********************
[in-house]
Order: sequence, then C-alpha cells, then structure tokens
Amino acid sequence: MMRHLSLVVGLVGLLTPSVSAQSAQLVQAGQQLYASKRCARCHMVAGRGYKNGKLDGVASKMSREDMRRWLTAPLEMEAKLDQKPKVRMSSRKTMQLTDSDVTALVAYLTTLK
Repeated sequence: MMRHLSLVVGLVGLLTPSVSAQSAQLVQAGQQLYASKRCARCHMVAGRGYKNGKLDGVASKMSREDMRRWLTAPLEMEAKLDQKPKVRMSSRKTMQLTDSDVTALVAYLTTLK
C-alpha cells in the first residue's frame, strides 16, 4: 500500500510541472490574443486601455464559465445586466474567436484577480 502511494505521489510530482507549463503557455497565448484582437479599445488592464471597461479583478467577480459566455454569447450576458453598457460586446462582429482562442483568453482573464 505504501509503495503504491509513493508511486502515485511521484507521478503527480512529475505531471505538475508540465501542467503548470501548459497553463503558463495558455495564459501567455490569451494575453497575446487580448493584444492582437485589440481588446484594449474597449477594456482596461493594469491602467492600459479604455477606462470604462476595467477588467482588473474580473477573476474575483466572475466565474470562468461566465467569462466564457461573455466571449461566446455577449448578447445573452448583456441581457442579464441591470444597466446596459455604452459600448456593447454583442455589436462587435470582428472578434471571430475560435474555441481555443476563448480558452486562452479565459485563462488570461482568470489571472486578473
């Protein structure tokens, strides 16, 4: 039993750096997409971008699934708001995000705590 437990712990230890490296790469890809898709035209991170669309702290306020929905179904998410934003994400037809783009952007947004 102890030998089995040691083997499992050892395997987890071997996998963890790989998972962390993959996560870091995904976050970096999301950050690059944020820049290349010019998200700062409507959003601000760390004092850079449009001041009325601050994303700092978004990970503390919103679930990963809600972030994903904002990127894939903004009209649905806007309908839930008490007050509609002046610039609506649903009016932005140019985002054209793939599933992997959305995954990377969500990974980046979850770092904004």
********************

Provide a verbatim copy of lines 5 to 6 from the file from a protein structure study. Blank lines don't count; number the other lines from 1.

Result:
C-alpha cells in the first residue's frame, strides 16, 4: 500500500510541472490574443486601455464559465445586466474567436484577480 502511494505521489510530482507549463503557455497565448484582437479599445488592464471597461479583478467577480459566455454569447450576458453598457460586446462582429482562442483568453482573464 505504501509503495503504491509513493508511486502515485511521484507521478503527480512529475505531471505538475508540465501542467503548470501548459497553463503558463495558455495564459501567455490569451494575453497575446487580448493584444492582437485589440481588446484594449474597449477594456482596461493594469491602467492600459479604455477606462470604462476595467477588467482588473474580473477573476474575483466572475466565474470562468461566465467569462466564457461573455466571449461566446455577449448578447445573452448583456441581457442579464441591470444597466446596459455604452459600448456593447454583442455589436462587435470582428472578434471571430475560435474555441481555443476563448480558452486562452479565459485563462488570461482568470489571472486578473
């Protein structure tokens, strides 16, 4: 039993750096997409971008699934708001995000705590 437990712990230890490296790469890809898709035209991170669309702290306020929905179904998410934003994400037809783009952007947004 102890030998089995040691083997499992050892395997987890071997996998963890790989998972962390993959996560870091995904976050970096999301950050690059944020820049290349010019998200700062409507959003601000760390004092850079449009001041009325601050994303700092978004990970503390919103679930990963809600972030994903904002990127894939903004009209649905806007309908839930008490007050509609002046610039609506649903009016932005140019985002054209793939599933992997959305995954990377969500990974980046979850770092904004």